But King’s youngest and only living daughter, Rev. Bernice King, who has been rumored for years to be a lesbian, as well as his niece, Alveda King, have historically thought otherwise. In 2004 the cousins, along with thousands of protesters, participated in a march against same-sex marriage in Atlanta. In January 2005Newsweek asked Alveda, who has aligned herself with the religious right and frequently wields her family name and her voice against LGBTQ rights, whether Martin Luther King would be a champion of LGBTQ rights. “No, he would champion the word of God,” she replied. “If he would have championed gay rights today, he would have done it while he was here. There was ample opportunity for him to champion gay rights during his lifetime, and he did not do so.” She added, “My cousin, the Rev. Bernice King, has said that she knows in her sanctified soul that her father did not take a bullet for same-sex marriage.”

And that might be true. I find it ironic that the public Martin Luther King we witnessed on the national stage talked vociferously about social justice and civil rights for all people when his personal life did not reflect the same ethos when it came to women and gays. And I find it sad that Bayard Rustin, the gay man who was the chief organizer and strategist behind the 1963 March on Washington, which further catapulted King onto the world stage, was not a beneficiary of King’s dream.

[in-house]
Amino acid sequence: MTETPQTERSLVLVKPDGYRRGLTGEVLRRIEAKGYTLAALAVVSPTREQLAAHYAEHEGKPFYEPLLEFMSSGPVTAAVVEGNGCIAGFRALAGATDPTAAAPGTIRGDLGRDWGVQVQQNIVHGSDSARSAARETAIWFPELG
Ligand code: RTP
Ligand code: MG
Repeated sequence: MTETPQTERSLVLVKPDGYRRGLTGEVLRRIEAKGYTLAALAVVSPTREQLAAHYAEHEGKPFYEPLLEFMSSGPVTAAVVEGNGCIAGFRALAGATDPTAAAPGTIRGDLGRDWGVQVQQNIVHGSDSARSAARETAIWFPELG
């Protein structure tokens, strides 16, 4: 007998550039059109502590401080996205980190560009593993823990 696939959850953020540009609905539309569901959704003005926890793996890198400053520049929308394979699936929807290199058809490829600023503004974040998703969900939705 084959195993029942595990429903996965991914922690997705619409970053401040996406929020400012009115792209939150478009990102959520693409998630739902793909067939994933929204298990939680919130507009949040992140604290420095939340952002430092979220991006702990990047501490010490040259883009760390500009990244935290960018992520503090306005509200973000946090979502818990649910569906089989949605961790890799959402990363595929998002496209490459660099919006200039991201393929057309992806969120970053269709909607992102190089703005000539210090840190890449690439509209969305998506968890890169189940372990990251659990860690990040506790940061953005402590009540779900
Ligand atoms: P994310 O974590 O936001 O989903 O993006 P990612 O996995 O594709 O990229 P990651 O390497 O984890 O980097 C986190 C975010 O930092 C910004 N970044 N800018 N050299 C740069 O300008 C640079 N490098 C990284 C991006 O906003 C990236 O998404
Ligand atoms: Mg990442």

In the civil rights movement Rustin was always behind the scenes, and it’s likely that a large part of that had to do with the fact that he was gay. Many African-American ministers involved in the civil rights movement would have nothing to do with him, and they intentionally spread rumors throughout the movement that Martin Luther King himself was gay because of his close friendship with Rustin. In a spring 1987 interview with Open Hands, a resource for ministries that affirmed the diversity of human sexuality, Rustin recalled that difficult period quite vividly. He said:

“Martin Luther King, with whom I worked very closely, became very distressed when a number of the ministers working for him wanted him to dismiss me from his staff because of my homosexuality. Martin set up a committee to discover what he should do. They said that, despite the fact that I had contributed tremendously to the organization … they thought that I should separate myself from Dr. King.

This was the time when [Rev. Adam Clayton] Powell threatened to expose my so-called homosexual relationship with Dr. King.

When Rustin pushed King on the issue, urging him to speak up on his behalf, King did not. John D’Emilio, in his book Lost Prophet: The Life and Times of Bayard Rustin,wrote the following on the matter: